“Placeholder candidates”: an untested response to advance notice provisions

Many US and Canadian public companies have implemented so-called advance notice provisions (“ANPs”), bylaws and policies requiring shareholders to provide a company with notice by a specified deadline should they wish to propose an alternative slate of directors at a shareholder meeting. Recently, a shareholder of a US company listed on the New York Stock Exchange ran out of time to provide the usual form of notice and instead nominated “placeholder candidates”. This article examines the novel and previously untested tactic of nominating “placeholder candidates” in proxy contests.

The Basics of ANPs

ANPs are designed to permit orderly meetings and election contests, and to provide a company with sufficient time to respond to shareholder nominations. At a minimum, ANPs require a shareholder intending to nominate director candidates to provide the company with notice by a deadline in advance of a shareholder meeting (typically not less than 30 days and not more than 65 days prior to a scheduled meeting, or not less than 15 days following the date of the public announcement of the date of a special meeting). More onerous ANPs require additional information about the director nominees and the nominating shareholder. ANPs generally have the support of shareholder advisory firms like ISS and Glass Lewis.

ANPs have generally been upheld by Canadian courts where they afford shareholders a fair opportunity to nominate candidates.1 A Court will generally not excuse an activist’s failure to comply with the deadline imposed by an ANP unless new material facts arise after that deadline.2

Corvex’s use of “placeholder candidates”

On August 24, 2016, Corvex Management LP publicly announced its intention to nominate a full slate of director candidates at the upcoming shareholder meeting of The Williams Companies. Corvex’s announcement was so close to the deadline imposed by the company’s ANP that Corvex was unable to assemble a slate of qualified directors to challenge the incumbent directors.

Seeking to preserve its right to contest the election of the incumbent directors, Corvex nominated “placeholder candidates”. Specifically, Corvex nominated 10 of its employees for election at the shareholder meeting. If elected, Corvex’s nominees will immediately resign from the board and appoint qualified candidates whom Corvex would have, presumably, nominated if it had sufficient time to do so before the company’s ANP deadline.

Potential Implications

Nominating placeholder candidates to comply with a fast-approaching ANP deadline is a novel tactic that has not been tested by any Court in Canada and the United States. Corvex may have abided by the ANP’s technical requirements but its tactic may not withstand judicial scrutiny. At a minimum, in order to obtain shareholder votes for their nominees, Corvex will likely have to identify, sufficiently in advance of the shareholder meeting, the candidates who would replace any resigning placeholder candidates who are elected. Without this information, shareholders would lack material information about the real impact of their vote for the placeholder candidates. As a further consideration, placeholder candidates who resign after being elected must ensure that by resigning and nominating other candidates to the board, they are complying with their fiduciary duties to the company.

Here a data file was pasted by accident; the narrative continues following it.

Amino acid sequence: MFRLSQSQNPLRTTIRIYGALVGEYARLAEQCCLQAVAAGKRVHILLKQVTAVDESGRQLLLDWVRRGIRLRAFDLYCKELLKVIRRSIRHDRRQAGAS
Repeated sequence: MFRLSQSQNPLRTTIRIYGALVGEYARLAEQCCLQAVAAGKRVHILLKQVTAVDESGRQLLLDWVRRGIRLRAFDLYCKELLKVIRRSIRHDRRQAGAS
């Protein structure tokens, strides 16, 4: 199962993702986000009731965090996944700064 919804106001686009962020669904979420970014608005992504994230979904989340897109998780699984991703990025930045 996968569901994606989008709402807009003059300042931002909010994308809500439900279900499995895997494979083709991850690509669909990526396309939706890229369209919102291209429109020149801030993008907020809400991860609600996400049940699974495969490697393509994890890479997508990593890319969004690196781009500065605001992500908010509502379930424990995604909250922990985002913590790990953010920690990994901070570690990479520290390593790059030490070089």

To defend against this novel tactic, companies may consider proactively amending their ANPs to prevent or limit the nomination of placeholder candidates.3 One way to accomplish this is by simply prohibiting the nomination of placeholder candidates. Another response may be to impose minimum term requirements for director nominations. Other defenses will undoubtedly be developed.

Public companies and shareholder activists will continue to monitor the proxy contest between Corvex and The Williams Companies. If there is litigation, or if any of Corvex’s placeholder candidates are elected, we will provide another update on the application of this novel but untested tactic.

1 Northern Minerals Investment Corp. v. Mundoro Capital Inc., 2012 BCSC 1090; Jaguar Financial Corp v Alternative Earth Resourcs Inc, 2016 BCSC 257; Orange Capital LLC v Partners Real Estate Investment Trust, 2014 ONSC 3793.

2 Accipiter Life Scis. Fund, L.P. v. Helfer, 905 A.2d 115, 127 at p. 17 (Del. Ch. 2006); Openwave Systems Inc. v. Harbinger Capital Partners Master Fund I, Ltd., C.A. No. 2690-VCL.

3 For OBCA and CBCA companies, directors can adopt ANPs without shareholder approval (subject to subsequent shareholder ratification), and therefore ANPs can be implemented tactically. However, the ANP must be submitted to the shareholders at the next meeting of shareholders, where the shareholders can confirm, reject or amend the ANP. If the shareholders reject an ANP, it would cease to be in effect from the date the shareholders reject it. Note, however, that in the context of Canadian public companies, ANPs have to date almost always been approved by shareholders.

advance notice by-laws advance notice provisions defensive tactics Shareholder Activism



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